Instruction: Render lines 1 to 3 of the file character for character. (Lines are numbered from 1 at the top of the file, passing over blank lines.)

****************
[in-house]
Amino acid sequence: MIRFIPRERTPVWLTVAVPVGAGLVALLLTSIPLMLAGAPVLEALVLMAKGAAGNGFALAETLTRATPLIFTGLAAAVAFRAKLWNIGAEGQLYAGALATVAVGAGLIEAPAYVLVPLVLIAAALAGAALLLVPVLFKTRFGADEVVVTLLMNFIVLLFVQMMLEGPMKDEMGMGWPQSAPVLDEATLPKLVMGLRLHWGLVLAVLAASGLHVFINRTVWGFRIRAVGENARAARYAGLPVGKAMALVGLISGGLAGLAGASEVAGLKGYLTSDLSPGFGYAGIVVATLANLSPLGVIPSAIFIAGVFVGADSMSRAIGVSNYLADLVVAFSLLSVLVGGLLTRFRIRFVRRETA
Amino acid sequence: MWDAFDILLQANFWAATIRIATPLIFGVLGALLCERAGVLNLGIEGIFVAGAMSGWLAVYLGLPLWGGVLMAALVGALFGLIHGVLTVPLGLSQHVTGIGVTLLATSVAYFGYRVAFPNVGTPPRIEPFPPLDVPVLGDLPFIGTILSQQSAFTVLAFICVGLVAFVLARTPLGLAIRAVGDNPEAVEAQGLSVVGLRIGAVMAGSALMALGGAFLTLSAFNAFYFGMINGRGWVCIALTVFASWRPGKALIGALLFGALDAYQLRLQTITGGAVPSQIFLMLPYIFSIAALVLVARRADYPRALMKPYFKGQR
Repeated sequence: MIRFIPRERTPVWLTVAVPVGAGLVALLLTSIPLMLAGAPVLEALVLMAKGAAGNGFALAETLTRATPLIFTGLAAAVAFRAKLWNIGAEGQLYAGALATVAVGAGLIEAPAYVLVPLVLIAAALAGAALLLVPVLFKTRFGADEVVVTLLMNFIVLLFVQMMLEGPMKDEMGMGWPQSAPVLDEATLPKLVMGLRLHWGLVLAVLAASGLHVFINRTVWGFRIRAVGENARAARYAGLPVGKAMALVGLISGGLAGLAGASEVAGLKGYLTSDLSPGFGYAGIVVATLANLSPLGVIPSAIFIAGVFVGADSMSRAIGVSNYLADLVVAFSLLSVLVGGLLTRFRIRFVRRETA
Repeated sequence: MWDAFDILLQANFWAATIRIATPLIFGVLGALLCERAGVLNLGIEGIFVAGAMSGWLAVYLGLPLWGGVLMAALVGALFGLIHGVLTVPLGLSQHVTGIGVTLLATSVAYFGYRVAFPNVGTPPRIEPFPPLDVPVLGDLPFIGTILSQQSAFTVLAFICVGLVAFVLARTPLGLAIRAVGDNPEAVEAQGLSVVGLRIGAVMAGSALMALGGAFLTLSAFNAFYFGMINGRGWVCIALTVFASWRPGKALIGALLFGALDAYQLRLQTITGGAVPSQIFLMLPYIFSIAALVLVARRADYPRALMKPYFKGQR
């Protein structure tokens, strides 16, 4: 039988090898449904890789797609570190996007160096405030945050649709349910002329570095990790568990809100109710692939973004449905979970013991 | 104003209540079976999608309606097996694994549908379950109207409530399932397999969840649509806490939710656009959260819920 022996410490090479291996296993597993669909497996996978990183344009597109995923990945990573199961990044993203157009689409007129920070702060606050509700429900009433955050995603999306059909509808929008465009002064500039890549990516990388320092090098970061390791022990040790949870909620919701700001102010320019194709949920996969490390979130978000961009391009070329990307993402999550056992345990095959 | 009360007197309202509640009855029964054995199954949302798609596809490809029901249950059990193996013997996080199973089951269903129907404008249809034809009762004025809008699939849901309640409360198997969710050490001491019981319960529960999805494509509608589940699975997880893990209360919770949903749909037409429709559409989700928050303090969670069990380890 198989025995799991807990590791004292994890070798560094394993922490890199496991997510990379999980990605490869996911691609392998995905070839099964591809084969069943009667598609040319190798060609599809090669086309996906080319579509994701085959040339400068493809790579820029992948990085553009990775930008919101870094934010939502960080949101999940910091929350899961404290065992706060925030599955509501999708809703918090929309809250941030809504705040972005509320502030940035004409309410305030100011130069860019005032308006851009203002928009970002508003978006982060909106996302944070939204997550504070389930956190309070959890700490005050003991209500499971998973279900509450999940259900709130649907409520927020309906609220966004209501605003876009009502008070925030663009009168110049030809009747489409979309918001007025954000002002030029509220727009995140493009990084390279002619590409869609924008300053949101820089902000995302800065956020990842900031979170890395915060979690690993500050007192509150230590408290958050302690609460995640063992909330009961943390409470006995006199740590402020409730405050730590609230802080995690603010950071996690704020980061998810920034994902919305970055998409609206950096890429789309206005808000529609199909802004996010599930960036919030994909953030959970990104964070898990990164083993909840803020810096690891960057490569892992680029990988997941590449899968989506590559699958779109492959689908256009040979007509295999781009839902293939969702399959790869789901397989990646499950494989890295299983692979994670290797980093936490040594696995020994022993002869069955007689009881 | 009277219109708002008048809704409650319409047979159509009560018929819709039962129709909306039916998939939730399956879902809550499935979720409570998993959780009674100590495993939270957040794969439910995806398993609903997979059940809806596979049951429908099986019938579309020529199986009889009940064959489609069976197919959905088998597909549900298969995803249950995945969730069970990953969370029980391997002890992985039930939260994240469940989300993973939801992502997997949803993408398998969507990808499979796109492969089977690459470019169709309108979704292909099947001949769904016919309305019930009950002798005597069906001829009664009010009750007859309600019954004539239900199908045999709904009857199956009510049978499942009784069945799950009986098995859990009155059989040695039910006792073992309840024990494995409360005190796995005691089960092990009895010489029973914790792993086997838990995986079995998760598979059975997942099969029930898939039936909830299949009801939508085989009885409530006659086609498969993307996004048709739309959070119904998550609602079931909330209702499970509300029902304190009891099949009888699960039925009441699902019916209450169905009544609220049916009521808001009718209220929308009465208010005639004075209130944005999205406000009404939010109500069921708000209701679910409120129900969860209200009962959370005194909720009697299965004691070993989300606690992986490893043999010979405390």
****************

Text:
[in-house]
Amino acid sequence: MIRFIPRERTPVWLTVAVPVGAGLVALLLTSIPLMLAGAPVLEALVLMAKGAAGNGFALAETLTRATPLIFTGLAAAVAFRAKLWNIGAEGQLYAGALATVAVGAGLIEAPAYVLVPLVLIAAALAGAALLLVPVLFKTRFGADEVVVTLLMNFIVLLFVQMMLEGPMKDEMGMGWPQSAPVLDEATLPKLVMGLRLHWGLVLAVLAASGLHVFINRTVWGFRIRAVGENARAARYAGLPVGKAMALVGLISGGLAGLAGASEVAGLKGYLTSDLSPGFGYAGIVVATLANLSPLGVIPSAIFIAGVFVGADSMSRAIGVSNYLADLVVAFSLLSVLVGGLLTRFRIRFVRRETA
Amino acid sequence: MWDAFDILLQANFWAATIRIATPLIFGVLGALLCERAGVLNLGIEGIFVAGAMSGWLAVYLGLPLWGGVLMAALVGALFGLIHGVLTVPLGLSQHVTGIGVTLLATSVAYFGYRVAFPNVGTPPRIEPFPPLDVPVLGDLPFIGTILSQQSAFTVLAFICVGLVAFVLARTPLGLAIRAVGDNPEAVEAQGLSVVGLRIGAVMAGSALMALGGAFLTLSAFNAFYFGMINGRGWVCIALTVFASWRPGKALIGALLFGALDAYQLRLQTITGGAVPSQIFLMLPYIFSIAALVLVARRADYPRALMKPYFKGQR